Answering life’s questions for Mongolians in Denver

DENVER — Thousands of people move to North America every year, many coming from nations and regions that have historically been difficult to reach with the gospel.

Mojic Baldandorj, a 2020 Annie Armstrong Easter Offering Week of Prayer missionary, immigrated to the United States specifically to revive Maranatha Mongolian Church in Denver and reach out to the large community of Mongolian immigrants who live there.

“America is a big mission field,” Baldandorj said. “We can see so many ethnic groups living together in one town, in one place, in one city. We have to open our eyes, our strategy and our hearts to reach out to the ethnic groups living among us.”

Mongolia has traditionally been a Buddhist nation, and Baldandorj has observed that Mongolian immigrants tend to closely identify with Buddhism as a way of maintaining their cultural heritage upon leaving their home nation.

Only an estimated 2.2 percent of Mongolians are Christian. - shop now!

As a college student in Mongolia, the first time Baldandorj heard about Jesus, he thought that the faith was simply an American or Western religion. This cultural perception initially prevented him from taking Christianity seriously. - shop now!

He laughed at and mocked Christians before God began working on his heart after receiving an invitation to a Bible study during college.

As he read the pages of the Bible in his native language in the early 1990s, he decided to follow Jesus because the Bible’s message answered so many of his questions about life. Now, he shares those answers as a missionary to his fellow Mongolians who live in Denver.

“I committed my life to Jesus, and to commit my life to Jesus,” Baldandorj recalled of God’s leading him to the mission field, “I thought there’s no other meaningful life than taking the gospel to other people.”

In Mongolia, Baldandorj deepened in his faith and became a part of a church planting movement until his family moved to Denver in 2014 to restart a Mongolian congregation that had dwindled to around five to seven believers.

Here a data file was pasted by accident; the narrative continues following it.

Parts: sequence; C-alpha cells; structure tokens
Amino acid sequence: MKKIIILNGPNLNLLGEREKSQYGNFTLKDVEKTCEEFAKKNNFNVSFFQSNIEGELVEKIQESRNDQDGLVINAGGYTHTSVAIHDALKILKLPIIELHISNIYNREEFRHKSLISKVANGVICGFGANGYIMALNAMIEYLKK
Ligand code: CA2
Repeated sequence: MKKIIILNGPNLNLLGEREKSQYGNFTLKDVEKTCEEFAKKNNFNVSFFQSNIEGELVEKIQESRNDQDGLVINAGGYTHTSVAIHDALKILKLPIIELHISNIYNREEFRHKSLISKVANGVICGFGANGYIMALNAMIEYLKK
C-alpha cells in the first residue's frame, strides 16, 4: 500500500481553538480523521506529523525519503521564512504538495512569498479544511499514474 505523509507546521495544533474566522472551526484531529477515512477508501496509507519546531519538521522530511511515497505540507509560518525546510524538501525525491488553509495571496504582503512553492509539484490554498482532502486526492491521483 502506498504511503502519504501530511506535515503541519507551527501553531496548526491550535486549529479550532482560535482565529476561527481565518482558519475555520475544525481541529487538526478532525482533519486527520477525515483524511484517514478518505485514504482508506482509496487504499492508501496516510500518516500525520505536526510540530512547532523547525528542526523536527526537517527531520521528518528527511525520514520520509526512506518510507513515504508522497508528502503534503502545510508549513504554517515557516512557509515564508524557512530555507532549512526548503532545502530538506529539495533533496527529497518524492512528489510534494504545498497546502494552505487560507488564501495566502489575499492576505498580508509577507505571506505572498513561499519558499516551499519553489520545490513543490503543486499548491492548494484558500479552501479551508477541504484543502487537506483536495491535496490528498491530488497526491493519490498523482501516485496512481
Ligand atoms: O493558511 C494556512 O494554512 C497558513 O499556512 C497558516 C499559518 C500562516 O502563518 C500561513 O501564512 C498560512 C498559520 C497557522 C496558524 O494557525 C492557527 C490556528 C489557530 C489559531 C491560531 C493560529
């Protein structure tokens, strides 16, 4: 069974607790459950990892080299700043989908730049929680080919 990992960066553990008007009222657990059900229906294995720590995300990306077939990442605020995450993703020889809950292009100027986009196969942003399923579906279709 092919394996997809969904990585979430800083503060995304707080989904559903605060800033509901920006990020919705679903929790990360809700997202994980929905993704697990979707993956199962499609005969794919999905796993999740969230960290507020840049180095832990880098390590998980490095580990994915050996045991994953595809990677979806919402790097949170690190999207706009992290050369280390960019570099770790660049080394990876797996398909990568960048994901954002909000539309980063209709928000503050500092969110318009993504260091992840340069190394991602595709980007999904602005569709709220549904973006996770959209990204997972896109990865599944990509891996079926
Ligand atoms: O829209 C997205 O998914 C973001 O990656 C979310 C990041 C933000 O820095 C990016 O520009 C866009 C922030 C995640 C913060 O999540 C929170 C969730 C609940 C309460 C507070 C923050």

“In our ministry the last couple of years, I’ve seen many people come to Christ,” Baldandorj said. “That’s our joy, and we totally believe that we are in the right place in God’s good timing to reach out to people with the gospel.”

A key point of outreach for Baldandorj and his church, however, has been through a popular American game—basketball.

“Young people love, in Mongolia and outside Mongolia, they love to play basketball,” said Baldandorj. “They like to watch the NBA, and I see our basketball ministry as a great opportunity for us to reach out to our young people in Denver.”

They have built many relationships through their basketball ministry, and their ultimate goal has been to share the gospel with those who attend.

Maranatha Church, like many ethnic congregations in North America, is small. That’s why the financial support Baldandorj and his family receives through the Annie Armstrong Easter Offering is crucial.

“Prayer is good support. Ministry and financial support will be one of the most important ways to recruit ethnic church planters,” Baldandorj said. “So, I’m so grateful and thankful for the support that makes it possible to settle down in America and reach out to the Mongolian community in Denver.”

The Annie Armstrong Easter Offering provides half of NAMB’s annual budget. Money given to the offering is used on the field for training, support and care for missionaries and for evangelism resources.

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